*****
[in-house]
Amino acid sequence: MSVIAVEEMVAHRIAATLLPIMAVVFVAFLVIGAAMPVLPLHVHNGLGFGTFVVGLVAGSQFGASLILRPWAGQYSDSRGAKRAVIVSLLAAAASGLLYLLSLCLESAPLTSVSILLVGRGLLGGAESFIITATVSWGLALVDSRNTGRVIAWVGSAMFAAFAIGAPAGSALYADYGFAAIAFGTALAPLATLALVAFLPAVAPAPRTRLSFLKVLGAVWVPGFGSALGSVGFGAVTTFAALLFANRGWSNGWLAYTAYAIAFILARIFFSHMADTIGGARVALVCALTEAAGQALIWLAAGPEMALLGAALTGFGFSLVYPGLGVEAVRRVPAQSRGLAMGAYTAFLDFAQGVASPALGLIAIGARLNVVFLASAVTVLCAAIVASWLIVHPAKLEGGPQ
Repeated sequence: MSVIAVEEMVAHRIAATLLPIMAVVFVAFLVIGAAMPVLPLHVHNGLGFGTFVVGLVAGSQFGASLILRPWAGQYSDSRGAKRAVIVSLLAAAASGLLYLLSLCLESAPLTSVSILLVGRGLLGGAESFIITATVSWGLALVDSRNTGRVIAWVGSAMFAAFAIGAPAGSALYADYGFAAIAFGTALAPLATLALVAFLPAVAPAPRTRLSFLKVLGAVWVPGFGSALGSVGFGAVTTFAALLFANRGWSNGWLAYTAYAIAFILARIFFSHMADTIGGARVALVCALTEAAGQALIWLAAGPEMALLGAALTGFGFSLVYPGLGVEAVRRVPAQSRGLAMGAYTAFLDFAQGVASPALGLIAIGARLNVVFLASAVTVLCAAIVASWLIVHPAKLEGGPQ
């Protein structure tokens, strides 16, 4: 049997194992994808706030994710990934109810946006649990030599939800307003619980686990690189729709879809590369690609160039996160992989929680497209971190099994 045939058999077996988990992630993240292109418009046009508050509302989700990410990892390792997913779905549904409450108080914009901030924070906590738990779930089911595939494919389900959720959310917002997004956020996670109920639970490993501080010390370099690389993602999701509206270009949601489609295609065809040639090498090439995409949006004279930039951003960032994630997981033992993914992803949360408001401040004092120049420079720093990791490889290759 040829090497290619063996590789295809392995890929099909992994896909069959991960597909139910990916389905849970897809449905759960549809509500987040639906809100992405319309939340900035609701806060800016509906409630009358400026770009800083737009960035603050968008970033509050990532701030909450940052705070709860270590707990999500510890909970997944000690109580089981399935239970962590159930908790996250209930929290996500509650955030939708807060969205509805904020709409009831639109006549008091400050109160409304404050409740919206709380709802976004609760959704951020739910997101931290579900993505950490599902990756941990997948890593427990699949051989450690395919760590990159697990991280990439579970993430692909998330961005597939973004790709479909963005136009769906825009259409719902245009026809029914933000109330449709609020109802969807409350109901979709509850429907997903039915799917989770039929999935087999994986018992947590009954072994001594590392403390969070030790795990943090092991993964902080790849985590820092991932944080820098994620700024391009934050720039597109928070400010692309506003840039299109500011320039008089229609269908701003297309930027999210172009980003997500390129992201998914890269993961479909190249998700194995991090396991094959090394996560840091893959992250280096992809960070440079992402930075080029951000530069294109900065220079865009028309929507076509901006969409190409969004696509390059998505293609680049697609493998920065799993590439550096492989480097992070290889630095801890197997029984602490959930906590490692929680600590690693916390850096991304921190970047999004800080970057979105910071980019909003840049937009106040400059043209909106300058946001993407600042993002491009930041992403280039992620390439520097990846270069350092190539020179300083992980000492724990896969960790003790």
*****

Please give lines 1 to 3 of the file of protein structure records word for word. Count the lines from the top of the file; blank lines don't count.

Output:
[in-house]
Amino acid sequence: MSVIAVEEMVAHRIAATLLPIMAVVFVAFLVIGAAMPVLPLHVHNGLGFGTFVVGLVAGSQFGASLILRPWAGQYSDSRGAKRAVIVSLLAAAASGLLYLLSLCLESAPLTSVSILLVGRGLLGGAESFIITATVSWGLALVDSRNTGRVIAWVGSAMFAAFAIGAPAGSALYADYGFAAIAFGTALAPLATLALVAFLPAVAPAPRTRLSFLKVLGAVWVPGFGSALGSVGFGAVTTFAALLFANRGWSNGWLAYTAYAIAFILARIFFSHMADTIGGARVALVCALTEAAGQALIWLAAGPEMALLGAALTGFGFSLVYPGLGVEAVRRVPAQSRGLAMGAYTAFLDFAQGVASPALGLIAIGARLNVVFLASAVTVLCAAIVASWLIVHPAKLEGGPQ
Repeated sequence: MSVIAVEEMVAHRIAATLLPIMAVVFVAFLVIGAAMPVLPLHVHNGLGFGTFVVGLVAGSQFGASLILRPWAGQYSDSRGAKRAVIVSLLAAAASGLLYLLSLCLESAPLTSVSILLVGRGLLGGAESFIITATVSWGLALVDSRNTGRVIAWVGSAMFAAFAIGAPAGSALYADYGFAAIAFGTALAPLATLALVAFLPAVAPAPRTRLSFLKVLGAVWVPGFGSALGSVGFGAVTTFAALLFANRGWSNGWLAYTAYAIAFILARIFFSHMADTIGGARVALVCALTEAAGQALIWLAAGPEMALLGAALTGFGFSLVYPGLGVEAVRRVPAQSRGLAMGAYTAFLDFAQGVASPALGLIAIGARLNVVFLASAVTVLCAAIVASWLIVHPAKLEGGPQ